May 18, 2018: New SHVS issue brief on Medicaid buy-in; Trends in state telehealth policy & reimbursement; Medicaid ACO’s take on social determinants

This week State Health and Value Strategies (SHVS) published Medicaid Buy-In: State Options, Design Considerations and Section 1332 Waiver Implications, which explores opportunities for states to leverage their Medicaid programs to strengthen coverage. SHVS hosted a companion webinar on Tuesday (if you missed it, you can download the slide deck and the recording) and has created a map to track state activity around Medicaid buy-in programs. The map includes links to relevant legislation and groups states by whether they are pursuing a buy-in program or have established a task force to study the impact of a buy-in program.

Also this week, in a follow-up to the release of the Trump Administration’s Blueprint to Lower Drug Prices, Secretary Azar was interviewed on Pulse Check and discusses some of the details in the plan. In addition, the Department of Health and Human Services released a request for information seeking comment on the Blueprint. Updates follow.

  • Connecticut – A report by the Connecticut Health Foundation examines the impact of Medicaid expansion in Connecticut. The report profiles individuals covered and summarizes trends of how members have used their coverage.
  • Maryland — The Centers for Medicare & Medicaid Services (CMS) approved Maryland’s Total Cost of Care All-Payer Model, known as the “Maryland Model,” contract. The new model will extend beyond hospitals to the entire health care system.
  • New Jersey – Governor Phil Murphy announced that he notified CMS that the Department of Banking and Insurance will perform the plan management functions of the health insurance marketplace and review for compliance with the Affordable Care Act and New Jersey law all plans to be sold on the health exchange in New Jersey for plan year 2019.
  • New York — NY State of Health, the state’s official health plan marketplace, released detailed data on the more than 4.3 million New Yorkers who enrolled in health plans during its fifth open enrollment period that ran from November 1, 2017 through January 31, 2018.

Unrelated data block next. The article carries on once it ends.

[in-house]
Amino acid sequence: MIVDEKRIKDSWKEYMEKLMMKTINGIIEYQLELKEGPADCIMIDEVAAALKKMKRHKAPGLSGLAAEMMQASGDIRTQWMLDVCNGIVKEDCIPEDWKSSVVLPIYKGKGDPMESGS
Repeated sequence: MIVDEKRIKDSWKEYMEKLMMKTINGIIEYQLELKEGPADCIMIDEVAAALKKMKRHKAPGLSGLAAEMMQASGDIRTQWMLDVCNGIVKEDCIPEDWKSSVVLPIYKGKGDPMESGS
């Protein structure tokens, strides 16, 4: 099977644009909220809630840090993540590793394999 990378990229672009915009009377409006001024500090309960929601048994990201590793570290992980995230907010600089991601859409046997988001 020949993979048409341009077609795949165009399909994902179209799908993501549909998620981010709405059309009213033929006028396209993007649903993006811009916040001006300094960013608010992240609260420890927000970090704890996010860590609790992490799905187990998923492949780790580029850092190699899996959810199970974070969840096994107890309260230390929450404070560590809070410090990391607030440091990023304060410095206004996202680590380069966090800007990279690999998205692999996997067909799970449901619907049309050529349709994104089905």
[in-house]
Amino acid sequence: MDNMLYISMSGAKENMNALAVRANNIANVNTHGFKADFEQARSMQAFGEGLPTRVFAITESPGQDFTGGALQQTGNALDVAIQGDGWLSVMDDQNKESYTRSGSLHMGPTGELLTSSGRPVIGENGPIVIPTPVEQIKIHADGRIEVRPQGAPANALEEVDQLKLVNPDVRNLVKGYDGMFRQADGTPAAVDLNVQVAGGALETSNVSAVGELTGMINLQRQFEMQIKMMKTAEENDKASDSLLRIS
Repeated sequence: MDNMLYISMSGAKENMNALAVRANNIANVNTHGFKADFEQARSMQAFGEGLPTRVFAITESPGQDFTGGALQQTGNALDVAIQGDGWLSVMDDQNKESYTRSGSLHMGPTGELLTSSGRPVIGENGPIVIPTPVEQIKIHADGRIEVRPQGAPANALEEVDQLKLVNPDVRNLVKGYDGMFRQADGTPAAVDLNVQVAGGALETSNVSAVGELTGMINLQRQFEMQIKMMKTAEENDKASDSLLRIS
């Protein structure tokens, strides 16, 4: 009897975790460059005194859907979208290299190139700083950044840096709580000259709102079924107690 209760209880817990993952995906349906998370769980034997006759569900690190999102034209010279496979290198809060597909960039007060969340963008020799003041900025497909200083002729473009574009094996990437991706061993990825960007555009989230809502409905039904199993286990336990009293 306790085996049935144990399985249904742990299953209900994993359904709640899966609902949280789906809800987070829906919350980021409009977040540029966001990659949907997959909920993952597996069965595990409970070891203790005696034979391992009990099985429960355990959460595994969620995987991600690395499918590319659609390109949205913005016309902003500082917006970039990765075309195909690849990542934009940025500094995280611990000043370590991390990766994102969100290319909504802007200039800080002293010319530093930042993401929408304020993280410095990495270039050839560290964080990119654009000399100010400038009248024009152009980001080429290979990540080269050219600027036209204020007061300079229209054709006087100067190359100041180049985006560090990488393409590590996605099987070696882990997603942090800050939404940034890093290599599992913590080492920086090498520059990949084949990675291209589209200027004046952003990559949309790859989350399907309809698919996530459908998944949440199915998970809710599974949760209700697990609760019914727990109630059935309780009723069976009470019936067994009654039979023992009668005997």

• Ohio
    • The state was notified this week by CMS that their Section 1332 waiver application was deemed incomplete. We have updated our map with a link to the letter from CMS.
    • CMS announced it is accepting public comments on Ohio’s 1115 demonstration waiver request to implement a work and community engagement requirement on Medicaid beneficiaries. Comments must be submitted by June 14, 2018.
  • Pennsylvania — The Department of Corrections is partnering with the Department of Human Services and the Pennsylvania Justice Network to streamline the process for applying for medical assistance coverage for inmates returning to the community within the state. With implementation of the intra-agency data exchange, the process for applying for benefits is automated for all reentrants who consent to the application submission.
  • West Virginia — The West Virginia Department of Health and Human Resources announced funding to expand the statewide capacity of Quick Response Teams, composed of emergency response personnel, law enforcement officers and a substance use treatment or recovery provider who contact individuals within 24 to 72 hours of their overdose in an attempt to get them into a treatment program.